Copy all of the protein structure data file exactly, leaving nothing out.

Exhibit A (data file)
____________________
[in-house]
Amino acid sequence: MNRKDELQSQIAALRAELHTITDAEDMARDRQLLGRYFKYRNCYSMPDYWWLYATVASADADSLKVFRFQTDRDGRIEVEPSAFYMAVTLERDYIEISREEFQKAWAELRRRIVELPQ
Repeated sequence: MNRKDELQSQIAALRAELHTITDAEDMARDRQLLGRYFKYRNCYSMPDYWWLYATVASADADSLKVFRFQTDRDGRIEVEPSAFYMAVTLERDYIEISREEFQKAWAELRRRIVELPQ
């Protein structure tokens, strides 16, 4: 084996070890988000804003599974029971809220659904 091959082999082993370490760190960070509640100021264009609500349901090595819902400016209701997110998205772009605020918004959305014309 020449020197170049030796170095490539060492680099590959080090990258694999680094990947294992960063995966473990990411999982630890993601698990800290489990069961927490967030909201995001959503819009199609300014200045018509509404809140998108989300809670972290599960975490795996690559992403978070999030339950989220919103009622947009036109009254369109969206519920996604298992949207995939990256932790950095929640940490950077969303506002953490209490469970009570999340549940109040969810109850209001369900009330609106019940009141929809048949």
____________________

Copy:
[in-house]
Amino acid sequence: MNRKDELQSQIAALRAELHTITDAEDMARDRQLLGRYFKYRNCYSMPDYWWLYATVASADADSLKVFRFQTDRDGRIEVEPSAFYMAVTLERDYIEISREEFQKAWAELRRRIVELPQ
Repeated sequence: MNRKDELQSQIAALRAELHTITDAEDMARDRQLLGRYFKYRNCYSMPDYWWLYATVASADADSLKVFRFQTDRDGRIEVEPSAFYMAVTLERDYIEISREEFQKAWAELRRRIVELPQ
């Protein structure tokens, strides 16, 4: 084996070890988000804003599974029971809220659904 091959082999082993370490760190960070509640100021264009609500349901090595819902400016209701997110998205772009605020918004959305014309 020449020197170049030796170095490539060492680099590959080090990258694999680094990947294992960063995966473990990411999982630890993601698990800290489990069961927490967030909201995001959503819009199609300014200045018509509404809140998108989300809670972290599960975490795996690559992403978070999030339950989220919103009622947009036109009254369109969206519920996604298992949207995939990256932790950095929640940490950077969303506002953490209490469970009570999340549940109040969810109850209001369900009330609106019940009141929809048949």